The proliferation of tools for health surveillance
Waiting for a vaccine, an increasing number of countries and companies require a vast array of surveillance technologies aimed at facilitating the tracing of infected people and to ensure respect for rules of social distancing. These applications engage the attention of privacy advocates, but they represent only the tip of the iceberg of the health surveillance.
The asian countries that have initially obtained the best results in the containment of the virus are quickly relied on access to massive data of the cell phone of the entire population : South Korea has put in place a system of data sharing joining together 28 organizations, including the three major telecom operators and 22 credit-card companies, which can trace the movements of infected person and contacts in less than 10 minutes.
The people placed in quarantine in hong Kong must wear an electronic bracelet attached to their smart phone, which ensures that they cannot leave their home and alert the police as soon as any suspicious movement is detected. In Singapore, they have a duty to respond several times a day to text messages that disclose their geographic location.
In China, an application whose use is compulsory in more than 200 cities and designed by a subsidiary of the e-commerce company Alibaba assigns a color code (red, yellow, or green), symbolising the risk of contagion assumed for each user on the basis of data relating to his / her residential address, his habits of life, reported symptoms, etc., The data are shared routinely with the police. The speed of implementation of such a solution technique is a direct result of initiatives of tracing and routine surveillance of citizens, implemented by the chinese government in the framework of its system of social credit.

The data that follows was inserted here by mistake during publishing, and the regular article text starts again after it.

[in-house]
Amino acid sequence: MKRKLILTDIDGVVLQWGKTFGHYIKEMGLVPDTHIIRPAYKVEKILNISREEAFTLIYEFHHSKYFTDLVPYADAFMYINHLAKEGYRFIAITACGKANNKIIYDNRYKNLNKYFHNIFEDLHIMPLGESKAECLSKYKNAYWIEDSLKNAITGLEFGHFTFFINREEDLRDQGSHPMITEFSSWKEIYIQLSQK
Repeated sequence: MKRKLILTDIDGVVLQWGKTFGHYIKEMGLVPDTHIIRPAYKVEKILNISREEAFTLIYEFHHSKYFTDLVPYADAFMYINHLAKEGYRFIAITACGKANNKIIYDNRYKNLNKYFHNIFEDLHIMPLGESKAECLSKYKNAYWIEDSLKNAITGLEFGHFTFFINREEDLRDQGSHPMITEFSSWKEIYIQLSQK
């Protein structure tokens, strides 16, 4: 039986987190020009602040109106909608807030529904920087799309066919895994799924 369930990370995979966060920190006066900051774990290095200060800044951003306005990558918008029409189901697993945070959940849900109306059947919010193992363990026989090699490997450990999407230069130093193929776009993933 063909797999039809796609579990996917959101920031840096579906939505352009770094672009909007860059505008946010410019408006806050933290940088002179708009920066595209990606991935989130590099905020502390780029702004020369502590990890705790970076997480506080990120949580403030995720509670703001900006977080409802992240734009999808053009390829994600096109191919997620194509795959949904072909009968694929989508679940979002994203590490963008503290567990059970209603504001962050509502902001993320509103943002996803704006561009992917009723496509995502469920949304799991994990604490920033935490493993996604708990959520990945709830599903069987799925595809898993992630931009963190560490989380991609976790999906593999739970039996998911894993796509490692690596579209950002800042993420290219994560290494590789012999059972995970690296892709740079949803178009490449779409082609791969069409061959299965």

In mid-may,a fifty tracing applications were available in some thirty countries. However, a quarter of them had not adopted policies of protection of privacy and 60 % of them had not established specific measures of anonymization.
In the most radical way, Israel, for its part, enlisted the supervisory capacities of its internal intelligence, the Shin Bet, in order to identify the persons who have been in contact with infected patients. With the help of location data supplied by mobile operators as part of its device to combat terrorism, the Shin Bet would be located approximately 4,000 people who have then been tested positive, ushering in a hybrid form of monitoring, mixing national security and public health.
A true tech arsenal
Businesses that want to put their employees at work and to accommodate their clients also contribute to this escalation of care-sight.